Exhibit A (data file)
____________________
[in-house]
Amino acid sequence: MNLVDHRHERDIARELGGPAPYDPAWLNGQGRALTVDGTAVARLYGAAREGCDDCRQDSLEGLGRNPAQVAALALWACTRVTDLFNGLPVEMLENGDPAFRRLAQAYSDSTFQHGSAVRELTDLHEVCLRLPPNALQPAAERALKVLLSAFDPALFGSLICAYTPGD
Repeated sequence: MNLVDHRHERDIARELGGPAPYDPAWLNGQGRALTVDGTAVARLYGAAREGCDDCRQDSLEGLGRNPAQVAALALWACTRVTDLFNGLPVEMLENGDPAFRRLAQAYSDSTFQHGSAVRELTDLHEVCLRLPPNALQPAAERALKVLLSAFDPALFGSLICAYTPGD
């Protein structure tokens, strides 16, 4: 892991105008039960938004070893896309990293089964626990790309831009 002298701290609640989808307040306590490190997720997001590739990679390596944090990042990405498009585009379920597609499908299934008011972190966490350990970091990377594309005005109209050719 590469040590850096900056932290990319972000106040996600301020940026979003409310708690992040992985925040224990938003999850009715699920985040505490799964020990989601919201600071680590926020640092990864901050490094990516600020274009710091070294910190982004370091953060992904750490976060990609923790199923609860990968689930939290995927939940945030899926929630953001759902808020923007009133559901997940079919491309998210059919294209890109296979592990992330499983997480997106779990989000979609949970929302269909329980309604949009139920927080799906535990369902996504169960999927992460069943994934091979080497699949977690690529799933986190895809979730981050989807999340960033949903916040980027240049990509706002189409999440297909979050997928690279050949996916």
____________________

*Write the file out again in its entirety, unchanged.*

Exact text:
[in-house]
Amino acid sequence: MNLVDHRHERDIARELGGPAPYDPAWLNGQGRALTVDGTAVARLYGAAREGCDDCRQDSLEGLGRNPAQVAALALWACTRVTDLFNGLPVEMLENGDPAFRRLAQAYSDSTFQHGSAVRELTDLHEVCLRLPPNALQPAAERALKVLLSAFDPALFGSLICAYTPGD
Repeated sequence: MNLVDHRHERDIARELGGPAPYDPAWLNGQGRALTVDGTAVARLYGAAREGCDDCRQDSLEGLGRNPAQVAALALWACTRVTDLFNGLPVEMLENGDPAFRRLAQAYSDSTFQHGSAVRELTDLHEVCLRLPPNALQPAAERALKVLLSAFDPALFGSLICAYTPGD
């Protein structure tokens, strides 16, 4: 892991105008039960938004070893896309990293089964626990790309831009 002298701290609640989808307040306590490190997720997001590739990679390596944090990042990405498009585009379920597609499908299934008011972190966490350990970091990377594309005005109209050719 590469040590850096900056932290990319972000106040996600301020940026979003409310708690992040992985925040224990938003999850009715699920985040505490799964020990989601919201600071680590926020640092990864901050490094990516600020274009710091070294910190982004370091953060992904750490976060990609923790199923609860990968689930939290995927939940945030899926929630953001759902808020923007009133559901997940079919491309998210059919294209890109296979592990992330499983997480997106779990989000979609949970929302269909329980309604949009139920927080799906535990369902996504169960999927992460069943994934091979080497699949977690690529799933986190895809979730981050989807999340960033949903916040980027240049990509706002189409999440297909979050997928690279050949996916």